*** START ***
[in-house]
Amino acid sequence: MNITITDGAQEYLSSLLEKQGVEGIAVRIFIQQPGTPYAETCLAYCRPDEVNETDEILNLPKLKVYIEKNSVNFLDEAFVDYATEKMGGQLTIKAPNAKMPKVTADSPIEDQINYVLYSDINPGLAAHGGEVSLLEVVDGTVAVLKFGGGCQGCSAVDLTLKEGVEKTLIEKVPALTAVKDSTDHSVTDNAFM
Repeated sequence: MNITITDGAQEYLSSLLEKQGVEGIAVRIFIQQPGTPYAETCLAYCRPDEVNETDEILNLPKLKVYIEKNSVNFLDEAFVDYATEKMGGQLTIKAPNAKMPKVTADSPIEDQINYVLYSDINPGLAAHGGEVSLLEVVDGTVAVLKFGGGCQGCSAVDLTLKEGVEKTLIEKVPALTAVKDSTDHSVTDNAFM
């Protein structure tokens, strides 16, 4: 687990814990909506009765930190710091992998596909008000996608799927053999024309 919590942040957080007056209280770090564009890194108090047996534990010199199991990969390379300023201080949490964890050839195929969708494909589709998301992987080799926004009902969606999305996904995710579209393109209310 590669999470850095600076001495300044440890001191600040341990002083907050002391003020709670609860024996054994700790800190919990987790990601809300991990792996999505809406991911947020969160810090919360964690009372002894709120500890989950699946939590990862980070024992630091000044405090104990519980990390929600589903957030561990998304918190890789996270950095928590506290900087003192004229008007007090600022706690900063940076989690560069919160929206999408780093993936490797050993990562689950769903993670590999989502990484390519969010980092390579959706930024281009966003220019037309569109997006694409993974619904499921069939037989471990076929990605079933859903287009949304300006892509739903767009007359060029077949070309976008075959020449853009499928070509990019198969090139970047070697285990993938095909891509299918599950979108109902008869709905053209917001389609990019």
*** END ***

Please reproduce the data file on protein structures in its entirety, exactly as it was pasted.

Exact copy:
[in-house]
Amino acid sequence: MNITITDGAQEYLSSLLEKQGVEGIAVRIFIQQPGTPYAETCLAYCRPDEVNETDEILNLPKLKVYIEKNSVNFLDEAFVDYATEKMGGQLTIKAPNAKMPKVTADSPIEDQINYVLYSDINPGLAAHGGEVSLLEVVDGTVAVLKFGGGCQGCSAVDLTLKEGVEKTLIEKVPALTAVKDSTDHSVTDNAFM
Repeated sequence: MNITITDGAQEYLSSLLEKQGVEGIAVRIFIQQPGTPYAETCLAYCRPDEVNETDEILNLPKLKVYIEKNSVNFLDEAFVDYATEKMGGQLTIKAPNAKMPKVTADSPIEDQINYVLYSDINPGLAAHGGEVSLLEVVDGTVAVLKFGGGCQGCSAVDLTLKEGVEKTLIEKVPALTAVKDSTDHSVTDNAFM
């Protein structure tokens, strides 16, 4: 687990814990909506009765930190710091992998596909008000996608799927053999024309 919590942040957080007056209280770090564009890194108090047996534990010199199991990969390379300023201080949490964890050839195929969708494909589709998301992987080799926004009902969606999305996904995710579209393109209310 590669999470850095600076001495300044440890001191600040341990002083907050002391003020709670609860024996054994700790800190919990987790990601809300991990792996999505809406991911947020969160810090919360964690009372002894709120500890989950699946939590990862980070024992630091000044405090104990519980990390929600589903957030561990998304918190890789996270950095928590506290900087003192004229008007007090600022706690900063940076989690560069919160929206999408780093993936490797050993990562689950769903993670590999989502990484390519969010980092390579959706930024281009966003220019037309569109997006694409993974619904499921069939037989471990076929990605079933859903287009949304300006892509739903767009007359060029077949070309976008075959020449853009499928070509990019198969090139970047070697285990993938095909891509299918599950979108109902008869709905053209917001389609990019």